Let's talk a little bit about what Darwin - what his general contribution was. And you know it comes back to this. No matter what you talk about in biology, you can always bring it back to natural selection.
What did Darwin say? Well, to paraphrase the theory of natural selection, evolution proceeds with natural selection acting on variation. Evolution proceeds with natural selection acting on variation. In other words, you get variations, and natural selection happens. Why? Because some of the variations survive. So to make an explanation of this we have variations, and these variations happen within individuals - that's important - within individuals - individuals vary. Usually this gives them some kind of reproductive advantage, doesn't it? And it might make them bigger, stronger, faster, better looking, whatever - reproductive advantage.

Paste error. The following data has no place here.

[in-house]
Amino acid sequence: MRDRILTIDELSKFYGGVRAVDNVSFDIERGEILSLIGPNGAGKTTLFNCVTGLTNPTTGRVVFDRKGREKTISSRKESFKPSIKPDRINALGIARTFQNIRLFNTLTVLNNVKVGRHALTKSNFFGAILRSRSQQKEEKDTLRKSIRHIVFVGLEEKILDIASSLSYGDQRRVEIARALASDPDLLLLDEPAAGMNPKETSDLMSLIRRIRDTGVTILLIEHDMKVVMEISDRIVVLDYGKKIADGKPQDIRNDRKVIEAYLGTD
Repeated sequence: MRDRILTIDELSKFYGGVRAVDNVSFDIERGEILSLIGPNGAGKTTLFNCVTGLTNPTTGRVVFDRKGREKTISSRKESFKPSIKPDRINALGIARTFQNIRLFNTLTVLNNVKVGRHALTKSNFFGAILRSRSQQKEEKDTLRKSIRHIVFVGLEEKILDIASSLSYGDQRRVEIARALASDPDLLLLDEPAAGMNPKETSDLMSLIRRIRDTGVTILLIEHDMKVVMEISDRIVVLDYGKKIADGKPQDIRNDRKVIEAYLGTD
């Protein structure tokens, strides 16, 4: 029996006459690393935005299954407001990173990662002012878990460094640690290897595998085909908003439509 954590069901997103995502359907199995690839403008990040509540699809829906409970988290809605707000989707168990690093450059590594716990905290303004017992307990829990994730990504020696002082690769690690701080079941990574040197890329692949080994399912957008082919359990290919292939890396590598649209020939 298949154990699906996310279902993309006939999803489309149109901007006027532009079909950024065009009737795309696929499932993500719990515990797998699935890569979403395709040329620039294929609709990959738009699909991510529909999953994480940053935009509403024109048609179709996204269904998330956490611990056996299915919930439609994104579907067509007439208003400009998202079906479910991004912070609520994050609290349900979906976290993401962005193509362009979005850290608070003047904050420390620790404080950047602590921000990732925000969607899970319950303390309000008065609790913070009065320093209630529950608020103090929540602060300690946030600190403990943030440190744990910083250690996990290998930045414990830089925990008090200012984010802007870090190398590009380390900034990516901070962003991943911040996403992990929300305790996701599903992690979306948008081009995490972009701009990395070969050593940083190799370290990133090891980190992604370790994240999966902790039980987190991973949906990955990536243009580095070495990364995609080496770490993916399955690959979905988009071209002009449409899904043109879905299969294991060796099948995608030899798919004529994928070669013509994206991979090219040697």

So they did a reproductive advantage; and therefore, we have a mechanism of selection. So, it lets you know why. The selection to pass on their genes and now the idea that when these individuals are selected for you begin the changing of the population. The population changes so you're saying yeah so what. But, right here brings us to the idea of when Darwin met Mendel. You see because here's the thing. Evolution seems to be a population phenomena if we consider that evolution is a phenomena of populations, the driving force behind this population change is variation, and who gave us all our knowledge of why variation happens - Mendel because that's an individual phenomena. So Darwin, leading Mendel is big time. In fact, it's amazing some of the things we can talk about here. You know, Darwin knew about change. Darwin looked at things and said wow! - change happens, variation happens but he didn't know about genetics. He didn't know about alleles, he didn't know about chromosomes, he didn't know about - Mendel didn't know about chromosomes, but he didn't know about any of those things that had to do with genetic traits.